You can’t get to it from the Snack Pack, as we’ve seen, and Google has been making direct links to Google+ Local pages harder and harder to find, so here’s a shameless plug for the Moz Check Listing tool. Look up the name and zip in Check Listing to get right to the Google+ Local page. No fussing with Google Maps, branded searches, etc.
Then, once you’re there, take a tip from Darren Shaw and click on the category on the Google+ Local page to see what appears to be a full list of the categories a business has selected:
Okay, so now we’ve seen that the business did select “Mexican Restaurant” as a category, and perhaps if we visited, we’d find that they’re serving traditional Chiles en Nogada alongside the Tex-Mex standard queso dip. If the word “Mexican” in the Snack Pack display is coming from the categories, it has been abbreviated and given precedence over the primary, exact match “Tex-Mex Restaurant” category. I know the word isn’t coming from Zagat, where this restaurant is categorized as “Tex-Mex”. I’m not 100% sure about the origin of this word being given such prominence in the Snack Pack, but I guess we can let it go at that.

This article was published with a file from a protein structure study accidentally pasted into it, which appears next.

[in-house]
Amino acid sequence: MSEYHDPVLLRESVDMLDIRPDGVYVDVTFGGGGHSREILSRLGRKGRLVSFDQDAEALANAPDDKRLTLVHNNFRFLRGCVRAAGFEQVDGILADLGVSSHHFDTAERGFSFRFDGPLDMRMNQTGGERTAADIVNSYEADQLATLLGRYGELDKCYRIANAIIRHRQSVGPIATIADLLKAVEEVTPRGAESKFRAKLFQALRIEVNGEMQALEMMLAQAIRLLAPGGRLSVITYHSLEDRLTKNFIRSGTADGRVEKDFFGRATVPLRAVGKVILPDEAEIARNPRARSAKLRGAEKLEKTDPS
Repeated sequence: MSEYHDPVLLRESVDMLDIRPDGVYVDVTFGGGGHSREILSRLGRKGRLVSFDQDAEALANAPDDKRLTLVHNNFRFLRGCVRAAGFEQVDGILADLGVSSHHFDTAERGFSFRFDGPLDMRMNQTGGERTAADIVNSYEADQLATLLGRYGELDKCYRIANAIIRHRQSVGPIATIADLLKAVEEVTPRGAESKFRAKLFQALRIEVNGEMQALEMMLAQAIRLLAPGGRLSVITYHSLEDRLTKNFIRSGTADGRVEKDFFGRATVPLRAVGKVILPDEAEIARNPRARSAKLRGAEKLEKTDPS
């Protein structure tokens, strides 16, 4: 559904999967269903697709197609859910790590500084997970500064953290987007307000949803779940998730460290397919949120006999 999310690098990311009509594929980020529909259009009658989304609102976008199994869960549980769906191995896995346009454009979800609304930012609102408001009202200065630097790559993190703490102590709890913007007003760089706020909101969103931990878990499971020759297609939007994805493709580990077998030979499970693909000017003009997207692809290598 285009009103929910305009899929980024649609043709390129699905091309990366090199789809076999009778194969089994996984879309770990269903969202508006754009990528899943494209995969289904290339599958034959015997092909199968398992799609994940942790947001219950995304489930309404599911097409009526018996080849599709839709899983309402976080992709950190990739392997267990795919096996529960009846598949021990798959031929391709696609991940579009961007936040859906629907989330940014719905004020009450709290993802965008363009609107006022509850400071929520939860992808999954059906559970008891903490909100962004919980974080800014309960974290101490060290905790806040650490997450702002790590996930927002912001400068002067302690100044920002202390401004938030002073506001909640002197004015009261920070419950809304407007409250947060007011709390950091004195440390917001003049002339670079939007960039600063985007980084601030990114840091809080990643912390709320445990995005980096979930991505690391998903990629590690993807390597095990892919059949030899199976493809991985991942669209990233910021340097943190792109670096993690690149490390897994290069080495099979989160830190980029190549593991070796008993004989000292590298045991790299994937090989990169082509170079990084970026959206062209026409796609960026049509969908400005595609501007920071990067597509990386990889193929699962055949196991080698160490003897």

Elements 6 and 7
I really do have a bone to pick with element 6—the partial street address. What good does this do anyone? Not only are we lacking a street number to tell us exactly where the restaurant is, but the fact that there is no city shown erodes our confidence that we are, indeed, being shown a result in Dallas. We’ll have to click through to the in-space interface if we want Google to deliver the goods for us on this one.
Element 7, the sentiment snippet “longtime spot with famous brisket tacos” also takes us to the second interface. It’s not a direct quote of the business description which reads, “Bustling, casual, longtime eatery (since 1981) popular for its brisket tacos & other Tex-Mex fare.” It also doesn’t seem to originate directly from a user review, and I don’t see it described this way on Zagat. So, it appears to be a custom hybrid of sentiments Google and Zagat have created. I’m fine with this, but should it be more important to see random sentiment than a phone number in the Snack Pack? Which element do you feel is more deserving of pack real estate?